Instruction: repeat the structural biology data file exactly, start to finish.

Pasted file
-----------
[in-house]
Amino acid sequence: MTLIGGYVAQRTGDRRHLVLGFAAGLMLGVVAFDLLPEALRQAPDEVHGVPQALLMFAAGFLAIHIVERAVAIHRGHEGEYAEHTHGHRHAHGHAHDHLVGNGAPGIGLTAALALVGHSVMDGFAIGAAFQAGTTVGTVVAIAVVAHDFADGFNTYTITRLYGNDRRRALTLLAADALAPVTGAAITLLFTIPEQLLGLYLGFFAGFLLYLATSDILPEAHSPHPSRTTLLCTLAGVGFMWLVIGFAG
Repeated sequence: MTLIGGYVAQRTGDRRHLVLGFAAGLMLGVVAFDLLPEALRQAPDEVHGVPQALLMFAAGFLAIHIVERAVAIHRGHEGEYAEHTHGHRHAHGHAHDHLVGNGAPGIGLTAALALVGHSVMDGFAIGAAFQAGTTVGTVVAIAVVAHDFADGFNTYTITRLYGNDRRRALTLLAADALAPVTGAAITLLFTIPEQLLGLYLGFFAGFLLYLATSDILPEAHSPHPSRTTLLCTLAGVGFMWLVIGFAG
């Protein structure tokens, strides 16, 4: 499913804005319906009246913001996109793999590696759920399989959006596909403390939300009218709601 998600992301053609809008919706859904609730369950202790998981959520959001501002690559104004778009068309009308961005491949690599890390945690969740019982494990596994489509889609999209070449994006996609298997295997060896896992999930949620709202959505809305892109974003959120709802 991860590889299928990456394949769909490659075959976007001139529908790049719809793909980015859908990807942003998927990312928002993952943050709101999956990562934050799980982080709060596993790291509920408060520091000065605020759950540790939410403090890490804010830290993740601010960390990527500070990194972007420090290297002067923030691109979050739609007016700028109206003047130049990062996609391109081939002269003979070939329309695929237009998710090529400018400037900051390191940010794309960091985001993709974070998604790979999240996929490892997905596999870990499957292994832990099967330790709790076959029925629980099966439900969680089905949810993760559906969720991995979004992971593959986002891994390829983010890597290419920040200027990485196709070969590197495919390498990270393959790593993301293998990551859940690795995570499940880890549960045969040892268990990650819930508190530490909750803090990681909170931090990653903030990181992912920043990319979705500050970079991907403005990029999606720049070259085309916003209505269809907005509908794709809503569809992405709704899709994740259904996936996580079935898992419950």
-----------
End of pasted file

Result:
[in-house]
Amino acid sequence: MTLIGGYVAQRTGDRRHLVLGFAAGLMLGVVAFDLLPEALRQAPDEVHGVPQALLMFAAGFLAIHIVERAVAIHRGHEGEYAEHTHGHRHAHGHAHDHLVGNGAPGIGLTAALALVGHSVMDGFAIGAAFQAGTTVGTVVAIAVVAHDFADGFNTYTITRLYGNDRRRALTLLAADALAPVTGAAITLLFTIPEQLLGLYLGFFAGFLLYLATSDILPEAHSPHPSRTTLLCTLAGVGFMWLVIGFAG
Repeated sequence: MTLIGGYVAQRTGDRRHLVLGFAAGLMLGVVAFDLLPEALRQAPDEVHGVPQALLMFAAGFLAIHIVERAVAIHRGHEGEYAEHTHGHRHAHGHAHDHLVGNGAPGIGLTAALALVGHSVMDGFAIGAAFQAGTTVGTVVAIAVVAHDFADGFNTYTITRLYGNDRRRALTLLAADALAPVTGAAITLLFTIPEQLLGLYLGFFAGFLLYLATSDILPEAHSPHPSRTTLLCTLAGVGFMWLVIGFAG
């Protein structure tokens, strides 16, 4: 499913804005319906009246913001996109793999590696759920399989959006596909403390939300009218709601 998600992301053609809008919706859904609730369950202790998981959520959001501002690559104004778009068309009308961005491949690599890390945690969740019982494990596994489509889609999209070449994006996609298997295997060896896992999930949620709202959505809305892109974003959120709802 991860590889299928990456394949769909490659075959976007001139529908790049719809793909980015859908990807942003998927990312928002993952943050709101999956990562934050799980982080709060596993790291509920408060520091000065605020759950540790939410403090890490804010830290993740601010960390990527500070990194972007420090290297002067923030691109979050739609007016700028109206003047130049990062996609391109081939002269003979070939329309695929237009998710090529400018400037900051390191940010794309960091985001993709974070998604790979999240996929490892997905596999870990499957292994832990099967330790709790076959029925629980099966439900969680089905949810993760559906969720991995979004992971593959986002891994390829983010890597290419920040200027990485196709070969590197495919390498990270393959790593993301293998990551859940690795995570499940880890549960045969040892268990990650819930508190530490909750803090990681909170931090990653903030990181992912920043990319979705500050970079991907403005990029999606720049070259085309916003209505269809907005509908794709809503569809992405709704899709994740259904996936996580079935898992419950």